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COSL proposal to prevent Credit Repair Companies representing debtors

Wednesday, July 30, 2014 - Posted by Michael McCulloch

The Credit Ombudsmen Service ("COSL") is proposing to exclude credit repair style companies from accessing COSL's free services, as authorised representatives on behalf of debtors.

A credit repair company is typically engaged by a debtor who has outstanding debts that have been listed on their credit report. These debtors are often trying to borrow. The credit repair style companies have been presenting creditors with 2 options - either remove the default listing for the outstanding debt for a relatively low cost, or, they threaten to go to the ombudsmen which costs the creditor significantly more money than removing the listing and ties up significant internal resources to liaise with the ombudsmen for what is a legitimate credit listing. Creditors have been having to weigh up the cost and benefit - the cost of removing a listing is less than $100. The cost of the ombudsman's process can exceed $1,000.

COSL's reasoning to exclude these companies is that credit repair companies acting as a representative on behalf of debtors have been regularly approaching external dispute resolution schemes such as COSL to have valid default listings removed for debts that are outstanding. The debtor is often paying these credit repair style companies large up front fees to remove default listings for outstanding debts that have a value of less than the fees paid. COSL's view of this service is that a debtor is paying a significant amount of money for a service that is supposed to be free.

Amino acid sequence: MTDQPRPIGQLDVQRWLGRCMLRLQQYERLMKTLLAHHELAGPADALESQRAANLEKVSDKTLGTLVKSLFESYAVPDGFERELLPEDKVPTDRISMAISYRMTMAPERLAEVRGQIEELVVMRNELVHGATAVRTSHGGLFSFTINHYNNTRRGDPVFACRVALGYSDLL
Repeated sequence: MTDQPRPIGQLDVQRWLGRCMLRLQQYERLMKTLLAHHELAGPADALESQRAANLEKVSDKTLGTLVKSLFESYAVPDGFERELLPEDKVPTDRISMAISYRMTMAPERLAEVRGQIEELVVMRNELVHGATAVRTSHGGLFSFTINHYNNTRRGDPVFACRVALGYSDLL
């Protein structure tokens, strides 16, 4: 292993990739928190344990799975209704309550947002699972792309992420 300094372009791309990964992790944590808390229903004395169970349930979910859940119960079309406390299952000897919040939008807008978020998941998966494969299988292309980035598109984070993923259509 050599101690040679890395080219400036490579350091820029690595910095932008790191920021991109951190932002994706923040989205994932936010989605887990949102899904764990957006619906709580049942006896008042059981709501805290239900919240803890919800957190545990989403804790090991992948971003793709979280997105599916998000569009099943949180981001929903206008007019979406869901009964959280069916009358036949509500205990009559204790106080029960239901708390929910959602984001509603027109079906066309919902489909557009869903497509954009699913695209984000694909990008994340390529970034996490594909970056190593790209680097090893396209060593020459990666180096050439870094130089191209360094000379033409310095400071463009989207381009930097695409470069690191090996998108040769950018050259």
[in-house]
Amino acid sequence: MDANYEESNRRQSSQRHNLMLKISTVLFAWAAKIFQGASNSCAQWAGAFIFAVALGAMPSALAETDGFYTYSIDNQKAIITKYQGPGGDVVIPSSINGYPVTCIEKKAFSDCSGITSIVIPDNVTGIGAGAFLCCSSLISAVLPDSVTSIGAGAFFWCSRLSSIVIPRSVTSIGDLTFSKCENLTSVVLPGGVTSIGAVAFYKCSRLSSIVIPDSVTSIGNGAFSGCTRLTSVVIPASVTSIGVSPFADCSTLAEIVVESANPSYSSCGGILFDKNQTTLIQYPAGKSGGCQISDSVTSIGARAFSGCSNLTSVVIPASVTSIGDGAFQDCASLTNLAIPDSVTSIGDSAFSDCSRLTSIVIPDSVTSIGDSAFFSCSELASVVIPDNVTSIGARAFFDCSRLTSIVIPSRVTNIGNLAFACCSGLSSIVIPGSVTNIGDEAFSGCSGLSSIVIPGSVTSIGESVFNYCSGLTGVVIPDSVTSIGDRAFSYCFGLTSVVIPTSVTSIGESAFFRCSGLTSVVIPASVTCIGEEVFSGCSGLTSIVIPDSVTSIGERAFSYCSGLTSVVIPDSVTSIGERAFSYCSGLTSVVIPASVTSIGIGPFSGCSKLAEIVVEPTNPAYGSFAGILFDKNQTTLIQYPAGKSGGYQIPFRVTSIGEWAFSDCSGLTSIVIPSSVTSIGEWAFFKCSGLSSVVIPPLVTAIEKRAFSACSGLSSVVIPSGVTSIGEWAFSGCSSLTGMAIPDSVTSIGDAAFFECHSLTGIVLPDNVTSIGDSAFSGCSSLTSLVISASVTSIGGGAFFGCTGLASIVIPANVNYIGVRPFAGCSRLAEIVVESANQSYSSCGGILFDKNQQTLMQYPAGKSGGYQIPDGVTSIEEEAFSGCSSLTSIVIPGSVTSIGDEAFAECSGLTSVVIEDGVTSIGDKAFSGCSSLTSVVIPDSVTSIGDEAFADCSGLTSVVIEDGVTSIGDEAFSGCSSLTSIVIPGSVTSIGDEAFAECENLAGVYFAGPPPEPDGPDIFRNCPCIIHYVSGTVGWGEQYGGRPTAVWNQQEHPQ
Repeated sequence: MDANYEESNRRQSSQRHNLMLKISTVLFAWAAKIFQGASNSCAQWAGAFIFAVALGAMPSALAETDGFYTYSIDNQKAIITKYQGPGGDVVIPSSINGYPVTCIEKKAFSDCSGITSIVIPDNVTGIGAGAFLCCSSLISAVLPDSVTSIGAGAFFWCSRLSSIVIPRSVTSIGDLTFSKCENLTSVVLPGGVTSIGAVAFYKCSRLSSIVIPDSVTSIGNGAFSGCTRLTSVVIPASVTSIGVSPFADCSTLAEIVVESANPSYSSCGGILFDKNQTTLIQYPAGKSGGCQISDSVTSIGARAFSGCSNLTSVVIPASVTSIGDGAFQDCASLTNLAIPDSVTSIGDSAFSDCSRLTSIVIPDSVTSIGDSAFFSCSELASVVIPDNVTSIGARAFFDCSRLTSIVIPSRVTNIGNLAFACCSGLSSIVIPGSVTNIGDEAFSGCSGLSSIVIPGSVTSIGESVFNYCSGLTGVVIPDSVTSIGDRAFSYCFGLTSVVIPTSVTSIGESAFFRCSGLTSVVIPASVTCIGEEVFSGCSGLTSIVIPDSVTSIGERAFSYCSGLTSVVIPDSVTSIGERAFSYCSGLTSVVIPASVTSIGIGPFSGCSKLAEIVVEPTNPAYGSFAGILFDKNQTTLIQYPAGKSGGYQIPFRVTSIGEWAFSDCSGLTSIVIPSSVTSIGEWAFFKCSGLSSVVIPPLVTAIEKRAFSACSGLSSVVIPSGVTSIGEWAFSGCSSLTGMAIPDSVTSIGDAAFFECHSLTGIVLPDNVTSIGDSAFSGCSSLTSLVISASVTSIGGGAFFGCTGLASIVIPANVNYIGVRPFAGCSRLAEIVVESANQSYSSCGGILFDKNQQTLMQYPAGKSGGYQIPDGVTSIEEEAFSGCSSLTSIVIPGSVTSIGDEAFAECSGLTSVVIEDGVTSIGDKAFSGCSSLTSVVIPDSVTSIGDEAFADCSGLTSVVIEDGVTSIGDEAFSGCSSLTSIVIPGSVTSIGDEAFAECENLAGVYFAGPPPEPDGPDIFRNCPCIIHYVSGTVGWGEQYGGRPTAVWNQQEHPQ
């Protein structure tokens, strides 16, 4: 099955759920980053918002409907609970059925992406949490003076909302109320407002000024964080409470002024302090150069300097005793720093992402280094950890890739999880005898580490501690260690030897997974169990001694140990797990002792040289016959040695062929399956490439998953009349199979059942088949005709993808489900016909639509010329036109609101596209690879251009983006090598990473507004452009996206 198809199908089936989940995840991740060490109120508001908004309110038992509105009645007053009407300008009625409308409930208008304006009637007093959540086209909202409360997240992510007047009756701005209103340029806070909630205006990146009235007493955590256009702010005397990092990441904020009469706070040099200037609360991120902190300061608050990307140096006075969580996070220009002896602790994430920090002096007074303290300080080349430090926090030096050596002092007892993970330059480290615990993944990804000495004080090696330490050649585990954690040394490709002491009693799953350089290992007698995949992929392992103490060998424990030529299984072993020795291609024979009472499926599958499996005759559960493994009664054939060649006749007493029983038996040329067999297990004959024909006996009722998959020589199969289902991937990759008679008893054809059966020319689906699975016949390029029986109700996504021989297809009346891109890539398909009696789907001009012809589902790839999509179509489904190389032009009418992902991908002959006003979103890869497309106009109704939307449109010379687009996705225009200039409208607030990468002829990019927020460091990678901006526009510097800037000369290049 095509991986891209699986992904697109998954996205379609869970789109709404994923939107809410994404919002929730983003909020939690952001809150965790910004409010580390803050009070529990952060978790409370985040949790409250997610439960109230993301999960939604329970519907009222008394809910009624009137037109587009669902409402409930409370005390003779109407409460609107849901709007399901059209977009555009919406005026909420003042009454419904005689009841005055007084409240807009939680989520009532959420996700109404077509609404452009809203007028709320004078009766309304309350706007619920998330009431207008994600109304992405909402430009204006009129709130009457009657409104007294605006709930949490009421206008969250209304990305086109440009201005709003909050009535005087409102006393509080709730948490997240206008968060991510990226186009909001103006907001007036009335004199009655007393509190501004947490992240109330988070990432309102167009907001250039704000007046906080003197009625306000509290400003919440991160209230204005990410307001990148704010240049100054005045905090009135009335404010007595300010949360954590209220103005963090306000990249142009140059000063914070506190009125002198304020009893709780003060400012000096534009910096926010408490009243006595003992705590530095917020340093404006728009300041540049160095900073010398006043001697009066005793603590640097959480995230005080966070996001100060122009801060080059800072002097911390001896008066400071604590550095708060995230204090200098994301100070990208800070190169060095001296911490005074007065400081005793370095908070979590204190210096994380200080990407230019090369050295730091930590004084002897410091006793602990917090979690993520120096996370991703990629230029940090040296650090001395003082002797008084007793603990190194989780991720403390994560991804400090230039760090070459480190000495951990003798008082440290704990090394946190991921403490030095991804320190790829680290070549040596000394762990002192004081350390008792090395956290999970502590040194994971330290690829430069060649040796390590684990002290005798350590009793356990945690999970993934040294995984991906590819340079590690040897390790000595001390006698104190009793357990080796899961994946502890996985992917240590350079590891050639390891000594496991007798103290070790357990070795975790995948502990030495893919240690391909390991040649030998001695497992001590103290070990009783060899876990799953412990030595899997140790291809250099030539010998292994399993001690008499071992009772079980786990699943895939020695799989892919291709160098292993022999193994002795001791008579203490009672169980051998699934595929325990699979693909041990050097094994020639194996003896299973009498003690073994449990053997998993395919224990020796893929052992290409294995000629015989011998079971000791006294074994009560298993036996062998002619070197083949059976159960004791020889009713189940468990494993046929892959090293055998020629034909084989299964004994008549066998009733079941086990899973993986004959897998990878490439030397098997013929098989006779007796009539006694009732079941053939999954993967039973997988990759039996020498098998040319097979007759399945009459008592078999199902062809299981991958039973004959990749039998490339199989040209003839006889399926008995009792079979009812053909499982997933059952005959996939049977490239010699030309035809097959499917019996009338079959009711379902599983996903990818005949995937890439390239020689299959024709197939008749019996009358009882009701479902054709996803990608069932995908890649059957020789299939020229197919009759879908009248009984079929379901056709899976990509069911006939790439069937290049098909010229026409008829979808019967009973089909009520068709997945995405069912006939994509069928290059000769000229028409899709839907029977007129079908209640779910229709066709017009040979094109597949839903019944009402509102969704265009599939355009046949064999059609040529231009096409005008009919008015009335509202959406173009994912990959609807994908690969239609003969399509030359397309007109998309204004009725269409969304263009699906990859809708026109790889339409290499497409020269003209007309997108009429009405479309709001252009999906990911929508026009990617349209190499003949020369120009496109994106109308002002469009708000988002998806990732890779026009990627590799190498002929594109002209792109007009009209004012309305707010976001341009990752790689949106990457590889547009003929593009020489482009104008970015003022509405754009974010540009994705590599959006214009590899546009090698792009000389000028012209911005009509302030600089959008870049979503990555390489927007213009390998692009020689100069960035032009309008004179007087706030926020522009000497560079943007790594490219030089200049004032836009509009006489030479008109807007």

In addition to this, COSL's view is that credit repair companies are not informing debtors that if a default listing is correct, it cannot be removed from their records and that the credit repair company is not always acting fully in the best interests of the debtor, often ignoring the avenue of financial hardship applications that is available and which in turn may have been the basis of the credit repairs application to the ombudsmen.

Representatives such as lawyers, accountants, trustees will still be permitted to act as authorised representatives with COSL. However, COSL will not deal with these representatives where they obstruct or delay the process,  make unreasonable decisions on the debtors behalf, do not inform the debtor of all available options, engage in misleading or deceptive conduct amongst other things, largely in line with the ACCC and ASIC Debt Collection Guideline.


This article was sourced from COSL's consultation of credit repair guideline and can be viewed online here.

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